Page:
MR. TOPPIT by Charles Elton

Book Quote:

“As for me, I made myself scarce. I had enough problems with it at school, and it was too much to cope with dashed expectations on the faces of strangers. It wasn’t my fault that I had grown up. I couldn’t stay a seven year-old forever, trapped on the pages of the books. I was still just about recognizable as the boy in Lila’s drawings and the comparison was not a favorable one. I came to learn the national characteristics of disappointment: the resentfulness of the English, the downright hostility of the French, who looked as if they might ask for their money back, the touching sadness on the gentle faces of the Japanese – such pain that I both was and wasn’t the boy in the books. I was Dorian Gray in reverse: my attic was in every bookshop in the world.”

Book Review:

Review by Bonnie Brody  (DEC 24, 2010)

The first half of Mr. Toppit takes its readers for a grand ride. This debut novel, written by Charles Elton, has had quite a following in the United Kingdom and has just been released in the United States. It is a novel about speculation and conjecture, the ‘what ifs’ of life, and wishing things might have been different. Mostly though, it is about Luke Hayman and how he became immortalized in his father’s Hayseed Chronicles as the boy who eluded Mr. Toppit in the Darkwood.

Arthur Hayman has led a somewhat ordinary life working in the film industry as a writer of small scenes for mostly grade B movies. At the same time, he has been writing a series of books for older children called The Hayseed Chronicles. The series is about Luke Hayseed and how he has tricked and evaded the evil Mr. Toppit in the Darkwood. Mr. Toppit is not only evil but he is cruel, invincible, invisible and, like the worst dreams of a child’s nightmares, ever-present. There are five books in the series and, though Arthur has a publisher, these books have not done very well and are not well known.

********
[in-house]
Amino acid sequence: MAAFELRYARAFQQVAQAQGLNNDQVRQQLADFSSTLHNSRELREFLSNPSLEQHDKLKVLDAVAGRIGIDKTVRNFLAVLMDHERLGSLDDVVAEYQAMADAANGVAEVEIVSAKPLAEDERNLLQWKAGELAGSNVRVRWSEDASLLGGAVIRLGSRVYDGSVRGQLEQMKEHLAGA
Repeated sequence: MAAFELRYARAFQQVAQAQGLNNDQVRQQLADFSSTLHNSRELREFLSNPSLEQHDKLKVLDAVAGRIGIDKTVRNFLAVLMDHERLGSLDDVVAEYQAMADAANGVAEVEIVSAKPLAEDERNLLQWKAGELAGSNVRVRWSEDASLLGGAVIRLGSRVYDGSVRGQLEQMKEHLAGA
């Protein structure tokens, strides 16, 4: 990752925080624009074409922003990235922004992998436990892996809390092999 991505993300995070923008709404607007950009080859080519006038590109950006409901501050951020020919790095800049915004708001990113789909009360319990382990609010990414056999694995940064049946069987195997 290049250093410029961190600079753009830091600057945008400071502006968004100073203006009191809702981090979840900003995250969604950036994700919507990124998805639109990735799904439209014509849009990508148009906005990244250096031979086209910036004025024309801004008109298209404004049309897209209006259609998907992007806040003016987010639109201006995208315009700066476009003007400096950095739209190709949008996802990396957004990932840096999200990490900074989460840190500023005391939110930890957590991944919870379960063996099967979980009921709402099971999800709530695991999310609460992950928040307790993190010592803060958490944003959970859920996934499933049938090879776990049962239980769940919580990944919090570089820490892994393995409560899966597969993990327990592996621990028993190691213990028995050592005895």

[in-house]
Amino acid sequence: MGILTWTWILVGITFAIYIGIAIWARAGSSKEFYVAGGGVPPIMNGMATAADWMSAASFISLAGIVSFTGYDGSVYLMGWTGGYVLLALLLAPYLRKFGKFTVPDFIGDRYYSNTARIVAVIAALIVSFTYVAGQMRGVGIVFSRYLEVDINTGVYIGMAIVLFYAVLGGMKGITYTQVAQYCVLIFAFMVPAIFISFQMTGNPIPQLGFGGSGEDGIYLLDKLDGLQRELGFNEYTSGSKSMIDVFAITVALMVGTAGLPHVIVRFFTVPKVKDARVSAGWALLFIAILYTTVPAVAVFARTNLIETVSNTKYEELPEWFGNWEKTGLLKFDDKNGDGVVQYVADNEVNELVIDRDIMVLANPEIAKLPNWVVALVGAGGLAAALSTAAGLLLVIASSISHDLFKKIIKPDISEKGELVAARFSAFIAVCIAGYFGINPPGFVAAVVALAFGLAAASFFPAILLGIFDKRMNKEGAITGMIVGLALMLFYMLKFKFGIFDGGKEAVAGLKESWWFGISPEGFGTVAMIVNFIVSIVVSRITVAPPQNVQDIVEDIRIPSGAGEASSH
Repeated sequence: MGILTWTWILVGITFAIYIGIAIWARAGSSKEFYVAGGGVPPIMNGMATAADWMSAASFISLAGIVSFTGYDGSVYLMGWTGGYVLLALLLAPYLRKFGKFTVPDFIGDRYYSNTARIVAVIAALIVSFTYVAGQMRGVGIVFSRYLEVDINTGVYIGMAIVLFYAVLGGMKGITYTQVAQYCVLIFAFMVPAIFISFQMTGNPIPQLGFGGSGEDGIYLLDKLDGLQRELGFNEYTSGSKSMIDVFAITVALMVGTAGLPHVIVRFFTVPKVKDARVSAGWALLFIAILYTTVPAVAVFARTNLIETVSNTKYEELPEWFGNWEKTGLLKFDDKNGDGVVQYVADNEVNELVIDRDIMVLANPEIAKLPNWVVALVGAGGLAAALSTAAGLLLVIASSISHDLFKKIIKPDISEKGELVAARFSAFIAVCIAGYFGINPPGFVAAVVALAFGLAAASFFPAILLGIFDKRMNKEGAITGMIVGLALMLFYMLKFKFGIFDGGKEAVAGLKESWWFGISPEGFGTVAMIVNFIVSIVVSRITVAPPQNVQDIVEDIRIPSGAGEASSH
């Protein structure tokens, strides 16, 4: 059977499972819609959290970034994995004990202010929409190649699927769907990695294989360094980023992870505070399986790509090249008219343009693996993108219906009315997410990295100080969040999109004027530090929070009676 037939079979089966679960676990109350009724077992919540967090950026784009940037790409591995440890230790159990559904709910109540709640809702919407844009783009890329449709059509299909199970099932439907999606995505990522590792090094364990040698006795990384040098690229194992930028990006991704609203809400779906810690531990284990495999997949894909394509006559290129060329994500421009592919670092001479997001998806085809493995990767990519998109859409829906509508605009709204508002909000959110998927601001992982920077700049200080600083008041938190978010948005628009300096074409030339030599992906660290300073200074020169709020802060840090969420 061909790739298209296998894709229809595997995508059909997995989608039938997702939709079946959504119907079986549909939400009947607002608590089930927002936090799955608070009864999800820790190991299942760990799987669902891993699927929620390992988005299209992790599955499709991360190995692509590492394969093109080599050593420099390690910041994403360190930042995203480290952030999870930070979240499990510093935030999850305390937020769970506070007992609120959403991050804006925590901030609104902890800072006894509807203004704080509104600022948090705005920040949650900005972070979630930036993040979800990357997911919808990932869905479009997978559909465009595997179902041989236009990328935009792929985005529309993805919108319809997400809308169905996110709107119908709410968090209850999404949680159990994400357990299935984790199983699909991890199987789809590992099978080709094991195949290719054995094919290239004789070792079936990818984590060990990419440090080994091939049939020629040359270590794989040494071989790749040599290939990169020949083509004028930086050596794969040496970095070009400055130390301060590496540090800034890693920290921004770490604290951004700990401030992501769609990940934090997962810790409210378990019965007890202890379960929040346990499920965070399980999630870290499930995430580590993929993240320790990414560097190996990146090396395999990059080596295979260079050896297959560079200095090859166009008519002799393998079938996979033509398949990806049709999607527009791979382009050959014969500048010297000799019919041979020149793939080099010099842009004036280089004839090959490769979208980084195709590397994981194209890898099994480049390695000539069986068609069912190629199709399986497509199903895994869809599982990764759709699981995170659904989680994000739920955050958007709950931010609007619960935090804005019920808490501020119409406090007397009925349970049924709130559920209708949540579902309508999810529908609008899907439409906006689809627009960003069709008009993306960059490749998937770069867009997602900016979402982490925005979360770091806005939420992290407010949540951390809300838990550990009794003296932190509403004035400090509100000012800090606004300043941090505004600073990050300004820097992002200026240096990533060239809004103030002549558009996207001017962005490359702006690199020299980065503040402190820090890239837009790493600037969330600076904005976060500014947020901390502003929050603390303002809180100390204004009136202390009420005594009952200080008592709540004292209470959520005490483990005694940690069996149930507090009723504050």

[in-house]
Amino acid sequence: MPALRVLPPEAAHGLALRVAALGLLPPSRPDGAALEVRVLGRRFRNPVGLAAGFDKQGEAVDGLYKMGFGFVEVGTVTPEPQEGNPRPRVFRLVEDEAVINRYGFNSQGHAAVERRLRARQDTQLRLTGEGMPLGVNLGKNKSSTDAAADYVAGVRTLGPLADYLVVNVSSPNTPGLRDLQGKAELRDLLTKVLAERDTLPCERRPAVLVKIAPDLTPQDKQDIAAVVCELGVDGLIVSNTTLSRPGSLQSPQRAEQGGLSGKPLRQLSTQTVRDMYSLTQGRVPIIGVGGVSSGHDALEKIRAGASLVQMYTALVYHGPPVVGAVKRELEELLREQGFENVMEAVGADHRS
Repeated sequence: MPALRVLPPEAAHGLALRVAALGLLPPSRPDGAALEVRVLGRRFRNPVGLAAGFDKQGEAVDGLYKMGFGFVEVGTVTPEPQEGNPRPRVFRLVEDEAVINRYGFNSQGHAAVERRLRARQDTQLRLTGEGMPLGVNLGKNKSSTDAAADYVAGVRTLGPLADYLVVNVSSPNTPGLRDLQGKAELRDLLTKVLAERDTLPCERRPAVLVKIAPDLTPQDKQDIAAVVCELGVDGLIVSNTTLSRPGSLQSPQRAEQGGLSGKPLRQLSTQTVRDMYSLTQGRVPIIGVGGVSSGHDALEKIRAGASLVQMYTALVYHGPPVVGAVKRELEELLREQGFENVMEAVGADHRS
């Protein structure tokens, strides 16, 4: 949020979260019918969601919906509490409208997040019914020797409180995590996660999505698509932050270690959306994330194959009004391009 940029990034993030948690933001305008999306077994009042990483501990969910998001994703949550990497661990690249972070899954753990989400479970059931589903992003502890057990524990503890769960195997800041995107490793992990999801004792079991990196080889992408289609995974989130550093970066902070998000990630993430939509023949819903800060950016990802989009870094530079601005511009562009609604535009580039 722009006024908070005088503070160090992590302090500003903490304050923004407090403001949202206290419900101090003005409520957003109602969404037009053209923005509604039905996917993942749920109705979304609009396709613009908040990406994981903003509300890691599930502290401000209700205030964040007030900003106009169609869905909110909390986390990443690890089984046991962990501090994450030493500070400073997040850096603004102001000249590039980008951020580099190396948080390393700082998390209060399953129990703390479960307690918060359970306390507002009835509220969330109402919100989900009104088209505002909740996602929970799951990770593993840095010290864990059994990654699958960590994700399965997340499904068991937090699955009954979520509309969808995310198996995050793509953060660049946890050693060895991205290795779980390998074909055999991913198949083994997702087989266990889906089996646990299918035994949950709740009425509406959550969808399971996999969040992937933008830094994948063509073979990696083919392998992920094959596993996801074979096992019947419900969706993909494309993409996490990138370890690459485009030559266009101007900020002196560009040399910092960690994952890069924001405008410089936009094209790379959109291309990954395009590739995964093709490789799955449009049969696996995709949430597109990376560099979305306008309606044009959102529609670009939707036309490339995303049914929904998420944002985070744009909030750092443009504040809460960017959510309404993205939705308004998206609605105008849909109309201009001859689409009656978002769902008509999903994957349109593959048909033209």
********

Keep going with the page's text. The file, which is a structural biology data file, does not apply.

One day, Arthur is walking down the street and gets run over by a truck. Laurie Clow, an American tourist in London who has a part-time radio show in Modesto, California, sees what happens and goes to Arthur’s side. She stays with him until he’s placed in an ambulance. Arthur dies from the injuries and, somehow, Laurie manages to get herself invited to the family home and becomes an indispensable fixture. There is Martha, Arthur’s flaky and obtuse wife, with secrets up the yin-yang. Then there is Rachel who, left out of her father’s books entirely, lives her life abusing drugs and experimenting with life on the wild side. Luke, up to this time, has lived his life as a relatively conforming child. He has not yet become famous. This is about to change. There is also Lila, a laugh-out-loud funny character, who has been the artist for the books. She hates Laurie and will go to any length to try and get her out of Hayman’s home. Lila is histrionic and a hypochondriac, a mixture that garners some good laughs.

As the book opens Luke is twelve years old and Rachel is sixteen. Laurie returns to Modesto and decides to read the books live on her radio show. This creates a sensation and the books become mega-sellers – think Harry Potter, Wizard of Oz, Winnie the Pooh. Charles Elton, during an interview, stated that one of the reasons he wrote this book is that he wondered what happens to the characters that books are based upon in mega-sellers such as Winnie the Pooh. Meanwhile, Laurie moves to San Francisco and then Los Angeles where she has a syndicated television show. Her contact with the Haymans is much less but they live with the fallout of their instant fame.

Once Laurie reaches her zenith of fame, the book slows down and the story becomes more drawn out and less immediate. The reader is privy to Luke’s struggle with his own identity as Luke Hayman and NOT Luke Hayseed. He spends a lot of time trying to track down his sister who is often out of contact. He reflects on how his life would have been different if he was not known as Luke Hayseed. And why did his father write just about him? There was plenty of room to share with his sister. By the time the book ends, Luke is a university student and Rachel is a young woman. Family secrets abound and many of them are revealed in part two. However, there are parts of the book that are just left hanging and don’t come together, parts I was waiting to learn about – like Laurie’s relationship with her friend that went sour. What happened with Martha and Ray?

The book is immensely readable. I went through the close to 400 pages in three days and felt like I really had a sense of each character. Charles Elton is an author to watch. He has a wonderful ear for dialogue and a wonderful gift of imagination.

AMAZON READER RATING: stars-4-0from 32 readers
PUBLISHER: Other Press; 1 edition (November 9, 2010)
REVIEWER: Bonnie Brody
AUTHOR WEBSITE: BookPage interview with Charles Elton
EXTRAS: Excerpt (see look inside on publisher’s page)
MORE ON MOSTLYFICTION: Not the same, but still a childhood affected by a fictional hero:


December 24, 2010 · Judi Clark · No Comments
Tags: , , , ,  · Posted in: California, Contemporary, Debut Novel, United Kingdom

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